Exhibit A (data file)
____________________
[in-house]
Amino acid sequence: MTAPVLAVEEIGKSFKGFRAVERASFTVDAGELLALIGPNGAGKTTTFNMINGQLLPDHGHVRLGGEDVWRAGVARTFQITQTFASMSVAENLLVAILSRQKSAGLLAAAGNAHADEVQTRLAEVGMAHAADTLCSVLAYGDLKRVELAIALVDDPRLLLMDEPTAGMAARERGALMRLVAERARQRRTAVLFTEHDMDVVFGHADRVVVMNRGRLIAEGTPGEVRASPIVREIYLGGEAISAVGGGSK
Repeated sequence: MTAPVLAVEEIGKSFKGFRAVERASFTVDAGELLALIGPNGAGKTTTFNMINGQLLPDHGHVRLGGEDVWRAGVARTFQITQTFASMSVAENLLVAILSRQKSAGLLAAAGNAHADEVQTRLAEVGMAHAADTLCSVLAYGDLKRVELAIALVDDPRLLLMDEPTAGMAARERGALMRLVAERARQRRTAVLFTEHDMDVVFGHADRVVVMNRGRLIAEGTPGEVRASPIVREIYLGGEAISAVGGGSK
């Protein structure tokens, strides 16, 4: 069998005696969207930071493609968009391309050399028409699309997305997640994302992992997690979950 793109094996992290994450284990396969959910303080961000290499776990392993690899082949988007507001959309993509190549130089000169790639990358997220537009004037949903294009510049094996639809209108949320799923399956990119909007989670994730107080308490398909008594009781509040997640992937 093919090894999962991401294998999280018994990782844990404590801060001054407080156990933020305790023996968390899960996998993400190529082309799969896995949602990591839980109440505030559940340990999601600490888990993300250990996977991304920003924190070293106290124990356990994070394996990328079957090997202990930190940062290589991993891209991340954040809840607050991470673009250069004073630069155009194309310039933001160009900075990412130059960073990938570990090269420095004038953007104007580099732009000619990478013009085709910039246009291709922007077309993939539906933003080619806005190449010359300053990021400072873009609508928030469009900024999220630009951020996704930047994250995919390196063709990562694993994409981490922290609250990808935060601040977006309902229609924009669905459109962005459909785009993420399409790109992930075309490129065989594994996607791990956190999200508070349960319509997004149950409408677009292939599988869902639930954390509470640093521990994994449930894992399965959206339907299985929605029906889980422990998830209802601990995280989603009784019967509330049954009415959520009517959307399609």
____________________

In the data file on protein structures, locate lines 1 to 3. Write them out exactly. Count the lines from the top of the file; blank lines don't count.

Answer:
[in-house]
Amino acid sequence: MTAPVLAVEEIGKSFKGFRAVERASFTVDAGELLALIGPNGAGKTTTFNMINGQLLPDHGHVRLGGEDVWRAGVARTFQITQTFASMSVAENLLVAILSRQKSAGLLAAAGNAHADEVQTRLAEVGMAHAADTLCSVLAYGDLKRVELAIALVDDPRLLLMDEPTAGMAARERGALMRLVAERARQRRTAVLFTEHDMDVVFGHADRVVVMNRGRLIAEGTPGEVRASPIVREIYLGGEAISAVGGGSK
Repeated sequence: MTAPVLAVEEIGKSFKGFRAVERASFTVDAGELLALIGPNGAGKTTTFNMINGQLLPDHGHVRLGGEDVWRAGVARTFQITQTFASMSVAENLLVAILSRQKSAGLLAAAGNAHADEVQTRLAEVGMAHAADTLCSVLAYGDLKRVELAIALVDDPRLLLMDEPTAGMAARERGALMRLVAERARQRRTAVLFTEHDMDVVFGHADRVVVMNRGRLIAEGTPGEVRASPIVREIYLGGEAISAVGGGSK